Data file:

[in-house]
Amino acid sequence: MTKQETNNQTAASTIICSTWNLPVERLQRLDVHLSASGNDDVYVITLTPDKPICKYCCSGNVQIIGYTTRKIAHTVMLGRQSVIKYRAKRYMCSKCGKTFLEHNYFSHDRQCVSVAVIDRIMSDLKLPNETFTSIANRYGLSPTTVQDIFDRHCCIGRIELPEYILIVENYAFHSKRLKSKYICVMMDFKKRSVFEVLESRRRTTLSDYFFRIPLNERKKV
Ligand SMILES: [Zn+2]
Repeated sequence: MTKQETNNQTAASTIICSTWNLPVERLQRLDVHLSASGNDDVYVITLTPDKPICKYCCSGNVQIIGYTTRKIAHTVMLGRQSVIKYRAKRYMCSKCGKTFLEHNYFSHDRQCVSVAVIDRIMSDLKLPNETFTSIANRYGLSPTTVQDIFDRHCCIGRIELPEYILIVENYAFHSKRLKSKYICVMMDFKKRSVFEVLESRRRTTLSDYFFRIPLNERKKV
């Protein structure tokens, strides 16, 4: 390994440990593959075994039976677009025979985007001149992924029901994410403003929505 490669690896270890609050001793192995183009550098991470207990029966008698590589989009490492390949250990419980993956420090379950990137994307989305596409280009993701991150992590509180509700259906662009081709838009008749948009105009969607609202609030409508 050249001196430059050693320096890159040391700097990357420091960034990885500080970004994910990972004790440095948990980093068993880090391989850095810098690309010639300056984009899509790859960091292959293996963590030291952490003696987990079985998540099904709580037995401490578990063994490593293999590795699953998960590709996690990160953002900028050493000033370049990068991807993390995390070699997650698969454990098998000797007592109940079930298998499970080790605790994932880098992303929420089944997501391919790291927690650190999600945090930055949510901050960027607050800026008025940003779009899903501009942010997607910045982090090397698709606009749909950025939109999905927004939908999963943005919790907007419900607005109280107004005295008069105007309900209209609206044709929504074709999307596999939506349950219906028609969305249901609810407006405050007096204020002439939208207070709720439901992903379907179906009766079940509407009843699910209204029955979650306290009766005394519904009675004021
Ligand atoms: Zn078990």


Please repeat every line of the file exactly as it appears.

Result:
[in-house]
Amino acid sequence: MTKQETNNQTAASTIICSTWNLPVERLQRLDVHLSASGNDDVYVITLTPDKPICKYCCSGNVQIIGYTTRKIAHTVMLGRQSVIKYRAKRYMCSKCGKTFLEHNYFSHDRQCVSVAVIDRIMSDLKLPNETFTSIANRYGLSPTTVQDIFDRHCCIGRIELPEYILIVENYAFHSKRLKSKYICVMMDFKKRSVFEVLESRRRTTLSDYFFRIPLNERKKV
Ligand SMILES: [Zn+2]
Repeated sequence: MTKQETNNQTAASTIICSTWNLPVERLQRLDVHLSASGNDDVYVITLTPDKPICKYCCSGNVQIIGYTTRKIAHTVMLGRQSVIKYRAKRYMCSKCGKTFLEHNYFSHDRQCVSVAVIDRIMSDLKLPNETFTSIANRYGLSPTTVQDIFDRHCCIGRIELPEYILIVENYAFHSKRLKSKYICVMMDFKKRSVFEVLESRRRTTLSDYFFRIPLNERKKV
């Protein structure tokens, strides 16, 4: 390994440990593959075994039976677009025979985007001149992924029901994410403003929505 490669690896270890609050001793192995183009550098991470207990029966008698590589989009490492390949250990419980993956420090379950990137994307989305596409280009993701991150992590509180509700259906662009081709838009008749948009105009969607609202609030409508 050249001196430059050693320096890159040391700097990357420091960034990885500080970004994910990972004790440095948990980093068993880090391989850095810098690309010639300056984009899509790859960091292959293996963590030291952490003696987990079985998540099904709580037995401490578990063994490593293999590795699953998960590709996690990160953002900028050493000033370049990068991807993390995390070699997650698969454990098998000797007592109940079930298998499970080790605790994932880098992303929420089944997501391919790291927690650190999600945090930055949510901050960027607050800026008025940003779009899903501009942010997607910045982090090397698709606009749909950025939109999905927004939908999963943005919790907007419900607005109280107004005295008069105007309900209209609206044709929504074709999307596999939506349950219906028609969305249901609810407006405050007096204020002439939208207070709720439901992903379907179906009766079940509407009843699910209204029955979650306290009766005394519904009675004021
Ligand atoms: Zn078990």